In Memoriam: Martica “Tica” Hall, PhD
It is with great sadness, and with deep and enduring fondness and respect, that we report the passing of our friend and colleague, Martica “Tica” Hall, PhD (Professor of Psychiatry, Psychology, and Clinical and Translational Science) on March 18, 2023.
Dr. Hall joined the Department of Psychiatry faculty in 1998, having earned her PhD in biopsychology from the University of Pittsburgh, and having completed postdoctoral research training in the Department’s National Heart, Lung, and Blood Institute (NHLBI)-funded Translational Research Training in Sleep Medicine T32 program.
She was widely recognized as a top expert in sleep and circadian science. Dr. Hall’s research incorporated both behavioral medicine and sleep medicine, and she was a leading force in the integration of these two fields. She introduced sleep and circadian rhythms as mechanisms and moderators of health in their own right, as well as in combination with other behavioral factors, and conducted pioneering work examining heart rate variability during both sleep and wakefulness. For many years, sleep medicine focused on disorders (such as sleep apnea) in relation to disease risk, but Dr. Hall’s work contributed to the recognition that other characteristics of sleep (such as duration and timing) could play a comparably important role in health outcomes. Her most recent research included a National Institute on Aging grant examining whether disturbed sleep, as measured by poor multidimensional sleep health, augments the effects of depression on biological aging.
Dr. Hall served as president of the American Psychosomatic Society, and of the Academy of Behavioral Medicine, and she was a member of the Sleep Research Society board of directors. In 2022, she received the American Psychosomatic Society Distinguished Scientist Award, and the Society presented the first annual Martica Hall Award in Sleep Medicine, a tremendous honor that reflected her stature in sleep research. She served as chair of the National Institutes of Health (NIH) Biobehavioral Mechanisms of Emotion, Stress, and Health study section, of the Mechanisms and Consequences of Sleep Disparities study section, and the National Institute on Minority Health and Health Disparities Center for Scientific Review Special Emphasis Panel.
An outstanding educator, she was particularly highly regarded as a research mentor, and received multiple mentorship awards including the Academy of Behavioral Medicine’s Research Mentor Award, the Sleep Research Society’s Mary A. Carskadon Outstanding Educator Award, and the Department of Psychiatry’s Outstanding Mentor Award. With the support of an NHLBI grant, Dr. Hall developed and launched the Sleep and Circadian Workshop in Indispensable Methods (SWIM) training program, an innovative sleep research training program for diverse investigators from around the world. For many years, she co-directed the Department’s T32 training program in sleep medicine with her longtime collaborator and close friend, Daniel Buysse, MD (Distinguished Professor of Psychiatry, Clinical and Translational Science, and Medicine and UPMC Endowed Chair in Sleep Medicine).
A treasured friend to many, Dr. Hall’s spirit and character are beautifully captured in tributes provided by some of her closest friends:
“When I think back on a friendship and professional collaboration that lasted over 30 years, the word that comes to mind to describe Tica is passion. Tica was not one to do anything by half-measures. Her passion for science was born of both deep curiosity and a desire to organize her world. But her passion extended as well to her family and to her many longstanding friendships. Ultimately, Tica resisted the metaphors of war and battle when dealing with her cancer, preferring instead to describe it as a journey. Although Tica’s journey in this realm has come to an end, she left many guideposts for us to follow.” (Dr. Daniel Buysse)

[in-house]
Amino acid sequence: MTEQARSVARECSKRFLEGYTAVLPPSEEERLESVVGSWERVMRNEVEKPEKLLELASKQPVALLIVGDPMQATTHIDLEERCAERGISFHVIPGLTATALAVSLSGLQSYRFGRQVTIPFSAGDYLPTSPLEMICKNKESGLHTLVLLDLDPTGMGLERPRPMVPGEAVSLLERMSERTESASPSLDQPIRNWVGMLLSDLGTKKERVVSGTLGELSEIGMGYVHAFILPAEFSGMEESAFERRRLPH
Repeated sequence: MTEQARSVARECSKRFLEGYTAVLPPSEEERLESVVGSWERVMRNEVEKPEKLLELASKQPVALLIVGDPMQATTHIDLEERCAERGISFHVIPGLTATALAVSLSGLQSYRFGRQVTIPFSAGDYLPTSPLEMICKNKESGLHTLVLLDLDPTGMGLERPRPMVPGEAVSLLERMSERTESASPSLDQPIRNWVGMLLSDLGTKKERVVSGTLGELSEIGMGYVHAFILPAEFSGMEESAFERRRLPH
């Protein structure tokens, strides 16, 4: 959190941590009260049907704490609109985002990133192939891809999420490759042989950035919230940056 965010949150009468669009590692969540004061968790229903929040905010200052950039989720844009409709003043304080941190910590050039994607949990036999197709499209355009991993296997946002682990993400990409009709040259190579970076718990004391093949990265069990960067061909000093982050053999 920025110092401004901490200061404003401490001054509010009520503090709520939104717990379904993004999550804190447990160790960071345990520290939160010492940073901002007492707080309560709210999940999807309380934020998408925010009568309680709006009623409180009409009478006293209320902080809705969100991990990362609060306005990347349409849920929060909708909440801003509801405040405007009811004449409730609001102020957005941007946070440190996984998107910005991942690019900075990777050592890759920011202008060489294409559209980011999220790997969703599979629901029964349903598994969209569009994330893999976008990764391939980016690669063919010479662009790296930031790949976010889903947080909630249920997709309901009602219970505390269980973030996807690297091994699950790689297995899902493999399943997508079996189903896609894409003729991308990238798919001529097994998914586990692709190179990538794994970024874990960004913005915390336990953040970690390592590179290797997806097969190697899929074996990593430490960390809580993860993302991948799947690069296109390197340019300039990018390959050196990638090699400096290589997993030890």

“Tica was a decades-long dear friend and colleague who was uniquely thoughtful, considerate, generous, supportive, insightful, driven, and just brilliant. She deeply cared and was completely invested in her family, in particular her son Gabriel, her friendships, and her scientific work, which she displayed into her last days.” (Beatriz Luna, PhD, Distinguished Professor of Psychiatry and Psychology and Staunton Professor of Pediatrics and Psychiatry)
“Tica and I were friends for 28 years. She wore her feelings on her sleeve, which made her endearingly and sometimes rivetingly authentic. Tica had exceedingly high standards for her personal undertakings, both inside and outside of work. This meant that when she decided to take on a project that was important to her, she only knew one way to do it, which was all in. This approach to life applied equally to grant writing, creatively designing or transforming a living space or garden, planning and holding a celebration or fundraiser for a worthy cause, or hosting an event at her home, always surrounded by the carefully curated artifacts of her interesting, adventurous life.
Perhaps most important, Tica was always a compassionate colleague and friend. This meant that when anyone in her sphere was challenged or distressed, she was truly there for them, as both a cheerleader and renderer of all manner of aid, as needed. In keeping with her enduring approach to life, she did whatever it took. Tica left the world better than she found it. No one could hope to leave a better legacy.” (Meryl Butters, PhD, Professor of Psychiatry and Clinical and Translational Science)
Tica Hall is survived by family including her husband, Kenneth Batista, and her beloved son, Gabriel Batista.
(Featured photo generously provided by Samantha Moatz of 412Thrive, a community of individuals impacted by breast cancer and genetic mutations that lead to cancer. Photographer: Dominique Murray Photography.)